With both cheers and tears, Alaskans react to big energy policy changes under Trump

Clint Winzenburg was at this year’s Resource Development Council conference, and he thinks the Trump administration can help take Alaska’s economy a positive direction. (Photo by Elizabeth Harball, Alaska’s Energy Desk.)

When Donald Trump was elected president, Alaskans immediately started wondering what changes were in store — especially when it came to oil and mining.

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One year later, we have a better idea. The Trump administration is moving to get rid of many Obama-era policies, affecting everything from the Pebble Mine, to offshore oil drilling, to the Arctic National Wildlife Refuge.

Last week, at two different gatherings in Anchorage, Alaskans expressed very different feelings about the big shift in Washington.

The first event was the Resource Development Council’s annual conference. As Governor Bill Walker took the stage to speak, he was practically walking on air.

“What a great day this is — it started off wonderfully in Washington, D.C.,” Walker said.

Walker was feeling celebratory because, that morning, Congress took another step towards allowing drilling in the Arctic National Wildlife Refuge — just one of many pro-oil developments happening under the Trump administration. And, Walker said, the push is coming from the very top.

“We have an administration that wants energy dominance,” Walker said. “And I love it when President Trump has said a number of times to me, ‘America cannot have energy dominance without Alaska at full potential.’”

At this year’s conference, the optimism was in the hallways, too, where there was a general feeling that a door that was once closed has opened up again.

Clint Winzenburg was working a booth for Alaska Industrial Hardware. He thinks Alaska’s future is looking up under the Trump administration.

“I think mining’s going to take off, I think there’s going to be new exploration up on the [North] Slope,” Winzenburg said. “I see good things, positive things.”

Kate Blair thinks the Trump administration is opening up opportunities, but worries things might be happening too quickly. (Photo by Elizabeth Harball, Alaska’s Energy Desk.)

“There’s more potential and more opportunity than there ever has been,” Kate Blair, who works for the oil refining company Andeavor, said.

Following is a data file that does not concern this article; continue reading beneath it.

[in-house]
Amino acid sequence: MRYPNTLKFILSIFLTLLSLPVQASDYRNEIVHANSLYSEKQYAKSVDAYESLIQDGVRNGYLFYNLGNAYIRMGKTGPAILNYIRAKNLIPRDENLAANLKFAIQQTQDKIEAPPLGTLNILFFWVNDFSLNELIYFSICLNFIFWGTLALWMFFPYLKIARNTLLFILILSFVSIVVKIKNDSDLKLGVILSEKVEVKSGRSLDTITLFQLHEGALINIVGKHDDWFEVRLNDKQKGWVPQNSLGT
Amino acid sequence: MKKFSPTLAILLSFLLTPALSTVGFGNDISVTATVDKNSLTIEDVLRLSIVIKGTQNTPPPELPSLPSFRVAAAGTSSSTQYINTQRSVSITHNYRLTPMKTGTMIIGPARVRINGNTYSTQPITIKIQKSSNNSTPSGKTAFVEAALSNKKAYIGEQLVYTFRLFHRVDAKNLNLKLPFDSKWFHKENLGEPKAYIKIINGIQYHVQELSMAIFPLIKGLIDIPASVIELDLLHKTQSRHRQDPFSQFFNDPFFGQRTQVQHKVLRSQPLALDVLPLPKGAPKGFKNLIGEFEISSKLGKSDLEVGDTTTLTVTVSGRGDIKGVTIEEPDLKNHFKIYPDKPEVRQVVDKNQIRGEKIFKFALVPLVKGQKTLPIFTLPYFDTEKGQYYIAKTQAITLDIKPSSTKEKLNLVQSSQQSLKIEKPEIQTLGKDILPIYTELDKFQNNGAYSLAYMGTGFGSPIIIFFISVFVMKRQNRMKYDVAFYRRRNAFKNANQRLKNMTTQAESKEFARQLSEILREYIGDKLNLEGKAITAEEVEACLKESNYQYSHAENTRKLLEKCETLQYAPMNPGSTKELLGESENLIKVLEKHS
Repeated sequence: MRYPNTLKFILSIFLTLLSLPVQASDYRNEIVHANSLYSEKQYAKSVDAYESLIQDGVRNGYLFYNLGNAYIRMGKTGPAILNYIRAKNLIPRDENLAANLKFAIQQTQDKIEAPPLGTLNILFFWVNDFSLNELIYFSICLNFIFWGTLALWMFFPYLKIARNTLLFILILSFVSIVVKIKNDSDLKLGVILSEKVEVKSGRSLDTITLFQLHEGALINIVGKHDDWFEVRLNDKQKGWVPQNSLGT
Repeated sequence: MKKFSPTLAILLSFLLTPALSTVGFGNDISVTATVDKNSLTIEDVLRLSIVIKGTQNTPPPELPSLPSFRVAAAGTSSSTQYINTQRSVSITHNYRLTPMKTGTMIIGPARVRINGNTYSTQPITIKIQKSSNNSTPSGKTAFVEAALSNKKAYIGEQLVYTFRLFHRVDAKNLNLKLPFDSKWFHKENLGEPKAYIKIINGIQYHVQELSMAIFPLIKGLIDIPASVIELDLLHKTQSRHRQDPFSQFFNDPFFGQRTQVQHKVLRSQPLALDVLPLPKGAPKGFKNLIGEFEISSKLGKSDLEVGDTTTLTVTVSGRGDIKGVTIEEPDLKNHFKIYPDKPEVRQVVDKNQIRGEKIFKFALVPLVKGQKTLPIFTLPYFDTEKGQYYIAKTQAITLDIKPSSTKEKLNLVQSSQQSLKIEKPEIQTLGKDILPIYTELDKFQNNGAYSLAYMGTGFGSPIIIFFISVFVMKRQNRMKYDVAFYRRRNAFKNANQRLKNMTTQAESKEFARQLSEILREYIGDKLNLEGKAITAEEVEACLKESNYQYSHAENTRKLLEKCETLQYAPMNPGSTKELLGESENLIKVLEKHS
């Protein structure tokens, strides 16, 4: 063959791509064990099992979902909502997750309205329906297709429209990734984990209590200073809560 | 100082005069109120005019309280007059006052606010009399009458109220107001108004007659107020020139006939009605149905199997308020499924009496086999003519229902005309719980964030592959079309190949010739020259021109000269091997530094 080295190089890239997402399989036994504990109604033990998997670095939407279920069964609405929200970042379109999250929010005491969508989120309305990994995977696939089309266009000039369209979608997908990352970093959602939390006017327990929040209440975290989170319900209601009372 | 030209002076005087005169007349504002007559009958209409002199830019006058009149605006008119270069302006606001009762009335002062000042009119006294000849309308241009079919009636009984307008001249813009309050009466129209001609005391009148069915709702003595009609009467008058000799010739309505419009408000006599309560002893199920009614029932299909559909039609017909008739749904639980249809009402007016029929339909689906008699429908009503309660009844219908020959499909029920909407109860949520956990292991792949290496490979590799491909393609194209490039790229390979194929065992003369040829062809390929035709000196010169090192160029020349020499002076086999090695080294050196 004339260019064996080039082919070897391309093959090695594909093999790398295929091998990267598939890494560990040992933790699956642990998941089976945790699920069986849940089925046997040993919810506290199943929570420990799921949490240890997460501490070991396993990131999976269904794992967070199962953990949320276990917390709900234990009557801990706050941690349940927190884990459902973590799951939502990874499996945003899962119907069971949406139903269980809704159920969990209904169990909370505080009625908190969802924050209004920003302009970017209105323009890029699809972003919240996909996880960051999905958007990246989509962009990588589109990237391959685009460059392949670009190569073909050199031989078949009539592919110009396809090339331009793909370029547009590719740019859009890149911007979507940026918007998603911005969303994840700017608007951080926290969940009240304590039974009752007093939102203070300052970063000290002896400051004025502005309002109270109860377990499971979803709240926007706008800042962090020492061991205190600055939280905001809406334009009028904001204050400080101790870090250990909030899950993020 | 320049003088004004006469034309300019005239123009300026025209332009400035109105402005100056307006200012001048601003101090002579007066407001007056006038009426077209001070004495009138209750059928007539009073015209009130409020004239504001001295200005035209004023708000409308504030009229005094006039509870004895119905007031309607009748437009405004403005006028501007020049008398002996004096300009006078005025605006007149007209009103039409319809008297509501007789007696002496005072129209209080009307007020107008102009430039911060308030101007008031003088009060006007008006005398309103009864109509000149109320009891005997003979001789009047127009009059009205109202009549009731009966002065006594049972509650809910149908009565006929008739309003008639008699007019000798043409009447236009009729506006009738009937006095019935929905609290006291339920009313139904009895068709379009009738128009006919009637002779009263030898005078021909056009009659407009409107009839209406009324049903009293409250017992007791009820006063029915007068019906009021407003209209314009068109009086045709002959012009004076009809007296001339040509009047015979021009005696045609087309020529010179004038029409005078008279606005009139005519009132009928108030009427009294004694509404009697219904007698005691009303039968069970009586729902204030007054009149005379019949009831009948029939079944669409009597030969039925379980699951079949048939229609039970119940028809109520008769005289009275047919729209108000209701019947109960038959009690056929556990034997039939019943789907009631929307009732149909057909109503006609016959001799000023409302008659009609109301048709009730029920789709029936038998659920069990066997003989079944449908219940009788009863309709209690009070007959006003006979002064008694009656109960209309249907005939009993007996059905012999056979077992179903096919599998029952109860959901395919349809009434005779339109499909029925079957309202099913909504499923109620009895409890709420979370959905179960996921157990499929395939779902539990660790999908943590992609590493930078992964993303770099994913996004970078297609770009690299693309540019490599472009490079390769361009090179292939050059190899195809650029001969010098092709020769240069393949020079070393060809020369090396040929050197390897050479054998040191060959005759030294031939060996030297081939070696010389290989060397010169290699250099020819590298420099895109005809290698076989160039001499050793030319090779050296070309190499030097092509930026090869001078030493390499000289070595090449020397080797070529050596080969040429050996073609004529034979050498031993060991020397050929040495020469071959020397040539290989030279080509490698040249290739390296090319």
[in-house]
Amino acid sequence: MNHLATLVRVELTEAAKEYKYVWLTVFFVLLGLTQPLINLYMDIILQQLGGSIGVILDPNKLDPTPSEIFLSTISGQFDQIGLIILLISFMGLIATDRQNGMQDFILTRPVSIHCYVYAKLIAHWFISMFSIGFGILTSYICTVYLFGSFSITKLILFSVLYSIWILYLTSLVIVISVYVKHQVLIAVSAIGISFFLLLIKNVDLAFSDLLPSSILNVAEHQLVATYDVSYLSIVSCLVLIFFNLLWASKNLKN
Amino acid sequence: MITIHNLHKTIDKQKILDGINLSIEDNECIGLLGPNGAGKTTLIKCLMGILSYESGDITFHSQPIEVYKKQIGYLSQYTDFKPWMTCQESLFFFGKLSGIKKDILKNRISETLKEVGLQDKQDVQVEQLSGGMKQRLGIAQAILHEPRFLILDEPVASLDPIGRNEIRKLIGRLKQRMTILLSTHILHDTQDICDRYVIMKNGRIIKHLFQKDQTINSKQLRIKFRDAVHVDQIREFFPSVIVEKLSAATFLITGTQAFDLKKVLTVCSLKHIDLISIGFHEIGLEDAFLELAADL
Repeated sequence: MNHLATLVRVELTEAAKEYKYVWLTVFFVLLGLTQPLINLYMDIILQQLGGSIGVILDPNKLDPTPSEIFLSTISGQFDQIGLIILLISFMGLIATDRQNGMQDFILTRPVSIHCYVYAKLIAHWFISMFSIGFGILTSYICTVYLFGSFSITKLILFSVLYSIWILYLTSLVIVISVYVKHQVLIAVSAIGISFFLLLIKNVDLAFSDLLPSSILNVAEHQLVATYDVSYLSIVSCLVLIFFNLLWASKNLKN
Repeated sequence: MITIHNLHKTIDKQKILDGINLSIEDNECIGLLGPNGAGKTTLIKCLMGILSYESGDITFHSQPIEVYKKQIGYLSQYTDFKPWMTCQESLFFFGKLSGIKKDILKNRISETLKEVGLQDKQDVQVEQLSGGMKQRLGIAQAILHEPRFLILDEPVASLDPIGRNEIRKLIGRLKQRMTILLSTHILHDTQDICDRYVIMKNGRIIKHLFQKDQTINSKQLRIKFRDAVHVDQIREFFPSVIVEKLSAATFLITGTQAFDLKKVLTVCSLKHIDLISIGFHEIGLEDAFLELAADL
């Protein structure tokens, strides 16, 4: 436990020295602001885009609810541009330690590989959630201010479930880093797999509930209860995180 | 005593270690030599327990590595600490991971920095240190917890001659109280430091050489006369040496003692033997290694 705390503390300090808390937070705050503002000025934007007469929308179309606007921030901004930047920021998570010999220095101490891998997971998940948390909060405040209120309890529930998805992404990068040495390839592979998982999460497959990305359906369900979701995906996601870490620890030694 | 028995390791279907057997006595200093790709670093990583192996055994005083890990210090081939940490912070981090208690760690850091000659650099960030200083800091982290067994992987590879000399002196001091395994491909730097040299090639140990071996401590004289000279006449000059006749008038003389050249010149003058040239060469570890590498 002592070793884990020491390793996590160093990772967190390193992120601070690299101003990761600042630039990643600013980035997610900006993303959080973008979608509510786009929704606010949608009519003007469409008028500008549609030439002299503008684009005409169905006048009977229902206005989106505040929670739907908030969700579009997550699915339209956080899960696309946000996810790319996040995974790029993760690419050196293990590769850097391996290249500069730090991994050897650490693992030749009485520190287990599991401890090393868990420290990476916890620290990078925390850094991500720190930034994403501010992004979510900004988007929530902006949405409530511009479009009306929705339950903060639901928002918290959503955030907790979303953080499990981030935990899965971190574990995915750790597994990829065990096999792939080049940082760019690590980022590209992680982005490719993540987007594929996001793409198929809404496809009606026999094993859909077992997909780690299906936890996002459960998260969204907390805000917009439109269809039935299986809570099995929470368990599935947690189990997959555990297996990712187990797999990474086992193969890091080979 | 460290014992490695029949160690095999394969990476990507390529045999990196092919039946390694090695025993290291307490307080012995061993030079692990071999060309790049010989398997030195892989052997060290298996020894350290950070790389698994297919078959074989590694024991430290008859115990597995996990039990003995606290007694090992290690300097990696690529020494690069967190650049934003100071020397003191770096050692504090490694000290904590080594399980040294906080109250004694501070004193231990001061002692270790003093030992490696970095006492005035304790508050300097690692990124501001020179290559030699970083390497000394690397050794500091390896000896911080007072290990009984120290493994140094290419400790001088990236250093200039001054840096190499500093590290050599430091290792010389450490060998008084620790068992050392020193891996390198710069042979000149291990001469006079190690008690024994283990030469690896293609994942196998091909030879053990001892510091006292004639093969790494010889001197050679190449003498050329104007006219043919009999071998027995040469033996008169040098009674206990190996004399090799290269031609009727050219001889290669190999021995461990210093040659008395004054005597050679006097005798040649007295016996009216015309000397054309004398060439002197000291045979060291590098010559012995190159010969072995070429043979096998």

But Blair does see one reason to be concerned about all the actions Trump is taking. She thinks if this administration moves too aggressively in the industry’s favor, it could backfire at the ballot box.

“What’s scary is how many restrictions are being rolled back that… the pendulum could swing the other way,” Blair said. “At the next election, people could think he’s gone too far.”

Blair summed up her feelings about what the Trump administration means for her industry in two words: cautious optimism.

The conference ended with a focus on the optimism part as participants cheered and clinked champagne glasses.

But the mood couldn’t have been more different at a gathering organized by a local left-leaning group, 49 Moons. It was held at the Williwaw restaurant, less than a block away from the industry conference.

“The dread and fear that we all felt last November, for me, has really found a place to roost,” Valerie Brown of Trustees for Alaska, one of the speakers, told the audience. Trustees for Alaska is a law firm that represents environmental groups.

Joan Galt (left) and Dana Durham at the Williwaw event (photo by Elizabeth Harball/Alaska’s Energy Desk)

“I know some of us here were thinking maybe, maybe, maybe he would not act as badly as his campaign rhetoric promised,” Brown continued. “And those of us who dared to hope for the best, now, I think, have all the information we need to join the ranks of those who feared for the worst.”

The Pebble Mine, the potential for drilling in the Arctic Refuge, the rollback of environmental regulations — everything people were feeling exited about at the Resources Development Council conference, here it was cause for sadness and alarm.

“I’m not hopeful at all,” Dana Durham of Girdwood, who was at the event, said.

Durham said she’s worried that if the oil industry starts drilling in the Arctic Refuge, that land will be shut off to people who want to enjoy the wilderness. She’s been there four times.

“Everything in that area there is going to be tied up, it’s going to be like private land. Nobody will be able to go there,” Durham said. “I hate to see that place change.”

Durham came to the event with her longtime friend, Joan Galt. They met on a flight from Anchorage to Washington, D.C. more than a decade ago; they were going there to lobby against drilling in the Arctic Refuge. Galt is also deeply unhappy with the way things are going under Trump.

“I feel depressed and anxious about how hard I’m going to fight over the next few years,” Galt said.

But unlike her friend, Galt does find one reason to be optimistic.

“I do hope that we don’t open the Arctic Refuge to drilling,” Galt said. “But I kind of feel like maybe the oil companies aren’t going to be that interested.”

Galt believes there’s no guarantee it will be economic for oil companies to drill in the Refuge. And she said that is a reason for her to stay hopeful.

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Elizabeth Harball is a reporter with Alaska's Energy Desk, covering Alaska’s oil and gas industry and environmental policy. She is a contributor to the Energy Desk’s Midnight Oil podcast series. Before moving to Alaska in 2016, Harball worked at E&E News in Washington, D.C., where she covered federal and state climate change policy. Originally from Kalispell, Montana, Harball is a graduate of Columbia University Graduate School of Journalism.

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